Important COVID-19 travel guidance
The Foreign & Commonwealth Office currently advises British nationals against all but essential international travel. Travel to some countries and territories is currently exempted.
This advice is being kept under constant review. Travel disruption is still possible and national control measures may be brought in with little notice, so check our travel guidance.
The information on this page covers the most common types of travel and reflects the UK government’s understanding of the rules currently in place. Unless otherwise stated, this information is for travellers using a full ‘British Citizen’ passport.
The authorities in the country or territory you’re travelling to are responsible for setting and enforcing the rules for entry. If you’re unclear about any aspect of the entry requirements, or you need further reassurance, you’ll need to contact the embassy, high commission or consulate of the country or territory you’re travelling to.
You should also consider checking with your transport provider or travel company to make sure your passport and other travel documents meet their requirements.
Entry rules in response to coronavirus
Entry to Brazil
Entry by air
Non-resident foreign nationals are allowed to enter Brazil by air, except at airports in the states of Mato Grosso do Sul, Paraiba, Rondonia, Rio Grande do Sul and Tocantins. This is subject to regular entry requirements. Short term travellers staying up to 90 days in Brazil will need to present the airline company proof of travel insurance with complete coverage for the duration of their stay.
Entry by land
Brazil has closed its land borders, except to Brazilian citizens, resident foreign nationals and foreign spouses, children, parents or guardians of a Brazilian national.
Transiting: If you’re in a bordering country and need to cross the land border to board a flight back to your country of residence, you should get in touch with the British Embassy or Consular. You will be permitted to enter Brazil with authorisation from the Federal Police following an official request from the Embassy and on presentation of flight tickets. You should travel straight to the airport once in Brazil.
The Brazilian government has also imposed a ban on foreigners disembarking in any port or other maritime location on Brazilian territory regardless of their nationality. The restriction does not apply to resident foreigners and foreign spouses, children, parents or custodians of a Brazilian national.
Disembarking will only be permitted when medical assistance is required or to catch a connecting flight back to the country of residence.
Passengers are allowed to freely transit as long as they do not leave the international airport area and have a ticket for onward travel. If you intend to transit by land, please read Entry by land.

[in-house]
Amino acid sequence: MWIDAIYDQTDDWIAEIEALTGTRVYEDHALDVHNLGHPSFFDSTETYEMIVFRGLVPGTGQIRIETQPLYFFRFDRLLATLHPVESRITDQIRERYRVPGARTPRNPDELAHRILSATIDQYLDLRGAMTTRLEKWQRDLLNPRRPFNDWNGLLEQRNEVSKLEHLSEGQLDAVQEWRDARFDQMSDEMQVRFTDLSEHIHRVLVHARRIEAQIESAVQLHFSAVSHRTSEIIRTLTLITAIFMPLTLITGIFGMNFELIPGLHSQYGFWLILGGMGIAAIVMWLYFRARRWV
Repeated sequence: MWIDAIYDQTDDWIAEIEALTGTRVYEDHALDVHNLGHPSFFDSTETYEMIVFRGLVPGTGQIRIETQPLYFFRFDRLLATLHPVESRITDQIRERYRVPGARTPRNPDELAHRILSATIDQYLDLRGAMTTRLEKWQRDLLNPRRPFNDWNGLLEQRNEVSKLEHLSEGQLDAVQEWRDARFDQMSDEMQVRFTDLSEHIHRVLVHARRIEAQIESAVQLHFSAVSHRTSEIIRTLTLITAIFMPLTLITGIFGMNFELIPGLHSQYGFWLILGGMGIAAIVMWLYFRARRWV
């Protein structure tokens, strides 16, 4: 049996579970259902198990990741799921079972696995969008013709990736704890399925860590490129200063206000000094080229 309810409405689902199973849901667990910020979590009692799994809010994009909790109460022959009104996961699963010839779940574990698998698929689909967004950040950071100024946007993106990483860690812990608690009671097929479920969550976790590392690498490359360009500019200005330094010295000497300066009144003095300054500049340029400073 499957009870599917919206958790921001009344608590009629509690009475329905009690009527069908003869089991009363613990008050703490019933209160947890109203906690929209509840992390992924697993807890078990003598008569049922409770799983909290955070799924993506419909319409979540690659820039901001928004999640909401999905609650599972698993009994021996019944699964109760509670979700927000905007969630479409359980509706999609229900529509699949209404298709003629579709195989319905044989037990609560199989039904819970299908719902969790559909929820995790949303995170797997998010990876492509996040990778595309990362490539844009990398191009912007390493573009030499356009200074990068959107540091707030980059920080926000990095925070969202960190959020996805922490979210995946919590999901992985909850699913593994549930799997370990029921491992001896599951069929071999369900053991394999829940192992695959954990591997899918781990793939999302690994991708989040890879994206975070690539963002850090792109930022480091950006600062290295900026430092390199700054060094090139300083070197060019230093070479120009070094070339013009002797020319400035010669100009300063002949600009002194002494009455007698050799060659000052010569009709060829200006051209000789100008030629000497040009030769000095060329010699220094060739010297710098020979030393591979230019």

Maximum length of stay deadlines, including for tourists, have been temporarily suspended. Any time spent in Brazil after 16 March 2020 will not count towards your maximum permitted length of stay so you will not incur a fine for overstaying.
Regular entry requirements
British nationals can normally enter Brazil without a visa as a tourist. For further information about visas, see the website of the Brazilian Consulate in London.
Make sure you comply with Brazilian immigration laws on arrival in the country. You must satisfy the Federal Police (the Brazilian immigration authority) of your intended purpose of visit. You will need to be able to demonstrate that you have enough money for the duration of your stay, and provide details of your accommodation and evidence of return or onward travel. Make sure your passport is stamped. If it is not, you may be fined on departure.
If you wish to extend your stay while in Brazil, you should apply to the Federal Police for an extension. If you overstay your visa, you are likely to be given notice to leave the country at your own expense and you may be fined or deported.
Your passport should be valid for a minimum period of 6 months from the date of entry into Brazil.
The Brazilian immigration authorities often require dual British/Brazilian nationals visiting Brazil to travel on Brazilian (rather than British) passports.
Travelling with children
There are additional requirements for British-Brazilian dual nationals under 18 entering or transiting through Brazil without their parents or legal guardian, or travelling with one parent only. These requirements don’t usually apply to foreign nationals, but as a precaution and to avoid any possible delays, British nationals under 18 entering or transiting through Brazil without their parents or legal guardian, or travelling with one parent only, are advised to bring a letter of authorisation to travel from any parent(s) not travelling. This applies particularly to children with a Brazilian parent, even if the child only holds a British passport. Contact the Brazilian Consulate in London for more information and advice.
Yellow fever certificate requirements
Check whether you need a yellow fever certificate by visiting the National Travel Health Network and Centre’s TravelHealthPro website.
UK Emergency Travel Documents
UK Emergency travel documents (ETDs) are accepted for entry, airside transit and exit from Brazil. Your ETD must be valid for a minimum period of 6 months from the date of entry into Brazil.